Most families, however, don't have nearly that kind of wherewithal. Take, for example, the family of Chen Guangcheng, a blind, self-taught lawyer from Shandong province who was imprisoned for four years for his work with disenfranchised villagers and woman forced to have abortions. After his release, he was forced to live in isolation in a Shandong village, together with his wife, Yuan Weijing, and their 6-year-old daughter. Yuan is denied almost all contact to the outside world, including to her son, who she sent away to be raised by relatives so that he can attend school. In February, the couple managed to smuggle a video out of the country in which they described their plight. They were reportedly beaten and denied medical treatment after the video was posted online.
On the phone, Zeng describes the successive levels of pressure that the government applies to her: "First of all, there is worrying about [Hu's] safety. For some time, we didn't even know where he was and what kind of abuse he was suffering. I worry about his health, about his mental situation."
"Then there is the question of making a living and sustaining some income as a de facto single mother," she continues. (Zeng's daughter is three-and-a-half years old. Her father was imprisoned shortly after she was born). "Because of constant police harassment, I could not get a good job or start a business. For a time, I couldn't even get a nanny for my child because when I hired one, the police would threaten her and scare her away."
Zeng says the psychological warfare she faces is brutal. Between threats and detentions, she repeatedly has to deal with the innuendo from her surveillance teams and government-sponsored neighborhood committees, which suggest there were "high-positioned" men "interested" in her and imply that she could improve her situation greatly if only she would leave her partner.
"All this is meant to isolate me from society and to break me down," Zeng concludes. "Sometimes it works. They planted deep trauma in my heart."
Although Zeng has chosen to join her husband in dissenting against the government, picking up where Hu was forced to leave off when he was arrested for his activism, some relatives of dissidents prefer to keep quiet. Still others try to actively distance themselves from activism, sometimes going so far as to move to an entirely new city or even to file for divorce. That's what happened in the case of Yang Zili, a social commentator who was imprisoned for eight years in 2001 for organizing a discussion group on political issues. His wife at the time, Lu Kun, petitioned several times on his behalf, took care of his defense and finances, and visited prison when allowed, but eventually moved to the United States. The couple divorced after Yang was released in 2009. Yang says he understood her decision. "It is just too much pressure, being the wife of a dissident in China; it's a fate many prefer to avoid," he says. Still, Lu's choice also made Yang's life more difficult: the last couple of years of his prison term he was held in almost complete isolation, with no family visits at all.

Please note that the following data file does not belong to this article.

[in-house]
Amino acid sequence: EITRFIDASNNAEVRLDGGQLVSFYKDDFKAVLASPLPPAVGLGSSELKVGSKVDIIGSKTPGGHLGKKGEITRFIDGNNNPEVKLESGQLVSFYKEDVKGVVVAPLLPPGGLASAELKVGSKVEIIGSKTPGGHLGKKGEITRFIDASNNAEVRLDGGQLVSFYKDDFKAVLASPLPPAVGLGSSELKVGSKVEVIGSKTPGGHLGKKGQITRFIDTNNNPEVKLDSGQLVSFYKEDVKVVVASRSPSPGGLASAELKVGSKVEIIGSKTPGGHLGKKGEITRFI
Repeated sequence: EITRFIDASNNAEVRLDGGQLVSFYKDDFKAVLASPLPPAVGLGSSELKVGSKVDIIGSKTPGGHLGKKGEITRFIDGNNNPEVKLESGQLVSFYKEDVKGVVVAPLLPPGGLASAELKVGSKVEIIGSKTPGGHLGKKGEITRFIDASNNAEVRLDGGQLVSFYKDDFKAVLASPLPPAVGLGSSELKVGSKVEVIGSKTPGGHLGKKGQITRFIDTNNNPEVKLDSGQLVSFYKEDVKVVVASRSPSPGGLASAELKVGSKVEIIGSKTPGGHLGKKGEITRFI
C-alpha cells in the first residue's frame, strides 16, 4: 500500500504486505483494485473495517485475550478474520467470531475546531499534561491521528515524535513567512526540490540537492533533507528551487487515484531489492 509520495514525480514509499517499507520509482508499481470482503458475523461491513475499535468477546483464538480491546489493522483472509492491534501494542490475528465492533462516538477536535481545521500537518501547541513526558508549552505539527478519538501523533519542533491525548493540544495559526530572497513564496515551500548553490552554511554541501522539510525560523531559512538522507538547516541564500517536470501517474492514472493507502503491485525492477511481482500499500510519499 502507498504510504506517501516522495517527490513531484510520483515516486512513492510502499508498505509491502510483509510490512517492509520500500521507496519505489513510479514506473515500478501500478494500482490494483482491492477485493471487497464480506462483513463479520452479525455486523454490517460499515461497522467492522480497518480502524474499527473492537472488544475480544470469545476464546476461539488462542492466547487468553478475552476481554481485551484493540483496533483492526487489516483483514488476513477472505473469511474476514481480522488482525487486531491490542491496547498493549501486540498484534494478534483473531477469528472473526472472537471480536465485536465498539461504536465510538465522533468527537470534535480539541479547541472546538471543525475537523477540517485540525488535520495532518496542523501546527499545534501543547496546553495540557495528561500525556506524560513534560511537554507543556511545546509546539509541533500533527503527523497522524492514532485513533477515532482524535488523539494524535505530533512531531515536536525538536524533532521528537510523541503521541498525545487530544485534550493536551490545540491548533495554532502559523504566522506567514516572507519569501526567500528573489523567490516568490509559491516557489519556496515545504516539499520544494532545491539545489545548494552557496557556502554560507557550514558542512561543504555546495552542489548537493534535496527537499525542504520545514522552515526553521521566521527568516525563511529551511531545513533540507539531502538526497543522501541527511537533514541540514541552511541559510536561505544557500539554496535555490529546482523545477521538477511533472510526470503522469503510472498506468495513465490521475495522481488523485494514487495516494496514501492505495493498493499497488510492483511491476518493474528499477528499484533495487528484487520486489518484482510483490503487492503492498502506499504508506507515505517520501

"Tactics are definitely designed to put pressure on those who contemplate political activism," Rosenzweig explains. "It is one thing to be willing to confront authorities or even go to jail, and another thing to know your family will suffer. This doesn't always deter everyone from speaking up, but it is a factor dissidents take into account." Liu Xiaobo, the Nobel laureate, referred to this factor in addressing his wife in a speech before the court that sentenced him -- after a speedy trial that Liu Xia was not allowed to attend -- to 11 years in prison: "Throughout all these years ... our love was full of bitterness imposed by outside circumstances, but as I savor its aftertaste, it remains boundless. I am serving my sentence in a tangible prison, while you wait in the intangible prison of the heart. Your love is the sunlight that leaps over high walls and penetrates the iron bars of my prison window, stroking every inch of my skin.... My love for you, on the other hand, is so full of remorse and regret that it at times makes me stagger under its weight," Liu said.
Wives (and in some cases husbands) are not the only ones who earn the attention of the state: Zeng's parents, who live in Fujian province, receive frequent police visits, while her in-laws in Beijing were put under house arrest several times. In another case, the elderly parents of an activist were threatened by the local police in their small town and were then rushed to Beijing so that they could pressure their son to stop his involvement in human rights organizations. A Shanghai lawyer, Li Tiantian, reported in February that her boyfriend was threatened that he'll be dismissed from his job on account of her activism. Li has since been taken into police custody.